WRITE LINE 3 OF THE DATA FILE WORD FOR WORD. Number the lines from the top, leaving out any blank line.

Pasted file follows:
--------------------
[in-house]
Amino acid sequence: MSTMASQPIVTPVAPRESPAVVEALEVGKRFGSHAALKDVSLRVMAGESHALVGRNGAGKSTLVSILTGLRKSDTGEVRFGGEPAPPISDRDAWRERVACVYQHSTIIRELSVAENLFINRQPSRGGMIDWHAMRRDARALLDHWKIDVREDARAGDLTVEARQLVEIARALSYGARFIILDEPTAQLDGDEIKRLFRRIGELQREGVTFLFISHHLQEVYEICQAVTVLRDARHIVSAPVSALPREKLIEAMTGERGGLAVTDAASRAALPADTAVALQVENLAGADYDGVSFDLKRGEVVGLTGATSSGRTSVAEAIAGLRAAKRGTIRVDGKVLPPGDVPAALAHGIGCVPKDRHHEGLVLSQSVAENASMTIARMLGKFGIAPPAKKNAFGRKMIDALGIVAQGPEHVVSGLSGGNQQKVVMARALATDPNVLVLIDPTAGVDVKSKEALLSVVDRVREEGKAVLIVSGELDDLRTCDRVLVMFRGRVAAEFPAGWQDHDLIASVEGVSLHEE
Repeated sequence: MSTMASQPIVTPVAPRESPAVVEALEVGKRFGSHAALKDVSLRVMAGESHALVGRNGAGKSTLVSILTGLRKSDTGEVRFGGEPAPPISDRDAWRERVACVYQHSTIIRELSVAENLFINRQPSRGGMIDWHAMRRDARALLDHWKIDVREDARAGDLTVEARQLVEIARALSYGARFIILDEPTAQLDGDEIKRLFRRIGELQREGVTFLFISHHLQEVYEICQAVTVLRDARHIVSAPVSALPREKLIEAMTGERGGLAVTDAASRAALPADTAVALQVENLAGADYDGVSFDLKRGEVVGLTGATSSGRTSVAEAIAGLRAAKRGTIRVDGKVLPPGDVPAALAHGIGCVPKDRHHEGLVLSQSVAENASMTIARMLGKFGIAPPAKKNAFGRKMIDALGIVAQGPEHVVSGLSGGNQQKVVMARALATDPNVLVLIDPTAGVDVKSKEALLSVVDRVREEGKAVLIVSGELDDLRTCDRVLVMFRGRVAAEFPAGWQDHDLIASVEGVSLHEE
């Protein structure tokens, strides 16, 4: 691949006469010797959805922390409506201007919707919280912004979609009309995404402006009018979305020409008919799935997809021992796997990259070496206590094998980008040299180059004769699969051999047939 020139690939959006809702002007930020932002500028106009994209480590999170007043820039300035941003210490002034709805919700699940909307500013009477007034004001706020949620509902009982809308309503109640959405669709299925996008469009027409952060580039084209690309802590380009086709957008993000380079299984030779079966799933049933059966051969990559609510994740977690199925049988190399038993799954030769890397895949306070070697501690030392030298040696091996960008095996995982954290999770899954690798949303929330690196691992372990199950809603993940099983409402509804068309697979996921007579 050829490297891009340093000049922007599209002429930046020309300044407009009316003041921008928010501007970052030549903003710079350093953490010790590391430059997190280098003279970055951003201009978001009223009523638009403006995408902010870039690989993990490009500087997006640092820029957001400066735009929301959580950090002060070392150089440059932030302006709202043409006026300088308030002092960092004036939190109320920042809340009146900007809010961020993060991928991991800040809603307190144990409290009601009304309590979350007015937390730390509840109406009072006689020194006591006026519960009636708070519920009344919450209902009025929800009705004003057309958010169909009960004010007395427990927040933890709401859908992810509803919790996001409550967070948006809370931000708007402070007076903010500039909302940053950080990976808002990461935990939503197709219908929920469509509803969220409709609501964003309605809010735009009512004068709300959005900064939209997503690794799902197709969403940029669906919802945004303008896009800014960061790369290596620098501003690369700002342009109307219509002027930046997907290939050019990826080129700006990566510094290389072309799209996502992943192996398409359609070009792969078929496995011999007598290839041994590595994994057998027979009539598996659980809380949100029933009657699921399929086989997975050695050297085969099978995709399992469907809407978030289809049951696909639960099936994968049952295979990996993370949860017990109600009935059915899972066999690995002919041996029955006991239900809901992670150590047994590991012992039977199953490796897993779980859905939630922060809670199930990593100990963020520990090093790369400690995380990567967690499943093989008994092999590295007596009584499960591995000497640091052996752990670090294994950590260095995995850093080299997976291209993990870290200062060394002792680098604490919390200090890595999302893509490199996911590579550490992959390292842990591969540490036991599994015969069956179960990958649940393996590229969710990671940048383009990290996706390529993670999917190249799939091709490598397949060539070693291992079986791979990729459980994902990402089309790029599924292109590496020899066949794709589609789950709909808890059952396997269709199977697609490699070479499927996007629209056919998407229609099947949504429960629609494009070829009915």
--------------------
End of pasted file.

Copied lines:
Repeated sequence: MSTMASQPIVTPVAPRESPAVVEALEVGKRFGSHAALKDVSLRVMAGESHALVGRNGAGKSTLVSILTGLRKSDTGEVRFGGEPAPPISDRDAWRERVACVYQHSTIIRELSVAENLFINRQPSRGGMIDWHAMRRDARALLDHWKIDVREDARAGDLTVEARQLVEIARALSYGARFIILDEPTAQLDGDEIKRLFRRIGELQREGVTFLFISHHLQEVYEICQAVTVLRDARHIVSAPVSALPREKLIEAMTGERGGLAVTDAASRAALPADTAVALQVENLAGADYDGVSFDLKRGEVVGLTGATSSGRTSVAEAIAGLRAAKRGTIRVDGKVLPPGDVPAALAHGIGCVPKDRHHEGLVLSQSVAENASMTIARMLGKFGIAPPAKKNAFGRKMIDALGIVAQGPEHVVSGLSGGNQQKVVMARALATDPNVLVLIDPTAGVDVKSKEALLSVVDRVREEGKAVLIVSGELDDLRTCDRVLVMFRGRVAAEFPAGWQDHDLIASVEGVSLHEE